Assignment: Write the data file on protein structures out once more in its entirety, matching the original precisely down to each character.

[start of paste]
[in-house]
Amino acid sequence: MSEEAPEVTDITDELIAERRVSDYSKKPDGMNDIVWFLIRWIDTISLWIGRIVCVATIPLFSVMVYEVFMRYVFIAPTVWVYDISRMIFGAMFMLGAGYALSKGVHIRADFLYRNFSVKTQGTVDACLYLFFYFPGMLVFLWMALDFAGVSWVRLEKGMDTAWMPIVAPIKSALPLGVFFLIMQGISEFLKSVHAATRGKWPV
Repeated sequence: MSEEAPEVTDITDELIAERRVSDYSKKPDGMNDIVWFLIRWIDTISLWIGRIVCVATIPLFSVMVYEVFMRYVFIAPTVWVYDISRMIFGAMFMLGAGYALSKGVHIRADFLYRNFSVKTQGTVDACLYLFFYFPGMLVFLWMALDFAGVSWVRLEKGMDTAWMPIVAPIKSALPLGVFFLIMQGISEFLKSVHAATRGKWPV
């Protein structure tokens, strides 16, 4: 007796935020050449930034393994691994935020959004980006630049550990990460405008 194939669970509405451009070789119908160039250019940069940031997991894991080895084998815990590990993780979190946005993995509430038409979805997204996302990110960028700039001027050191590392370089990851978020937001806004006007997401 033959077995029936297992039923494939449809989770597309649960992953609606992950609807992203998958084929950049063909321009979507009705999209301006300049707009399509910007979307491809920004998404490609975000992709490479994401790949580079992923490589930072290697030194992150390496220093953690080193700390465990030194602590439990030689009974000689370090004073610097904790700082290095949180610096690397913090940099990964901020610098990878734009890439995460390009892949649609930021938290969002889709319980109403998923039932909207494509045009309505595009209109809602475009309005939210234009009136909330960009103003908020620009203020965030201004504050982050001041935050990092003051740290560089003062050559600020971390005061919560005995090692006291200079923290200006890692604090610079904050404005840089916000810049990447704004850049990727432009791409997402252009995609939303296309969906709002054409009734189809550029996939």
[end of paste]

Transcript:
[in-house]
Amino acid sequence: MSEEAPEVTDITDELIAERRVSDYSKKPDGMNDIVWFLIRWIDTISLWIGRIVCVATIPLFSVMVYEVFMRYVFIAPTVWVYDISRMIFGAMFMLGAGYALSKGVHIRADFLYRNFSVKTQGTVDACLYLFFYFPGMLVFLWMALDFAGVSWVRLEKGMDTAWMPIVAPIKSALPLGVFFLIMQGISEFLKSVHAATRGKWPV
Repeated sequence: MSEEAPEVTDITDELIAERRVSDYSKKPDGMNDIVWFLIRWIDTISLWIGRIVCVATIPLFSVMVYEVFMRYVFIAPTVWVYDISRMIFGAMFMLGAGYALSKGVHIRADFLYRNFSVKTQGTVDACLYLFFYFPGMLVFLWMALDFAGVSWVRLEKGMDTAWMPIVAPIKSALPLGVFFLIMQGISEFLKSVHAATRGKWPV
């Protein structure tokens, strides 16, 4: 007796935020050449930034393994691994935020959004980006630049550990990460405008 194939669970509405451009070789119908160039250019940069940031997991894991080895084998815990590990993780979190946005993995509430038409979805997204996302990110960028700039001027050191590392370089990851978020937001806004006007997401 033959077995029936297992039923494939449809989770597309649960992953609606992950609807992203998958084929950049063909321009979507009705999209301006300049707009399509910007979307491809920004998404490609975000992709490479994401790949580079992923490589930072290697030194992150390496220093953690080193700390465990030194602590439990030689009974000689370090004073610097904790700082290095949180610096690397913090940099990964901020610098990878734009890439995460390009892949649609930021938290969002889709319980109403998923039932909207494509045009309505595009209109809602475009309005939210234009009136909330960009103003908020620009203020965030201004504050982050001041935050990092003051740290560089003062050559600020971390005061919560005995090692006291200079923290200006890692604090610079904050404005840089916000810049990447704004850049990727432009791409997402252009995609939303296309969906709002054409009734189809550029996939």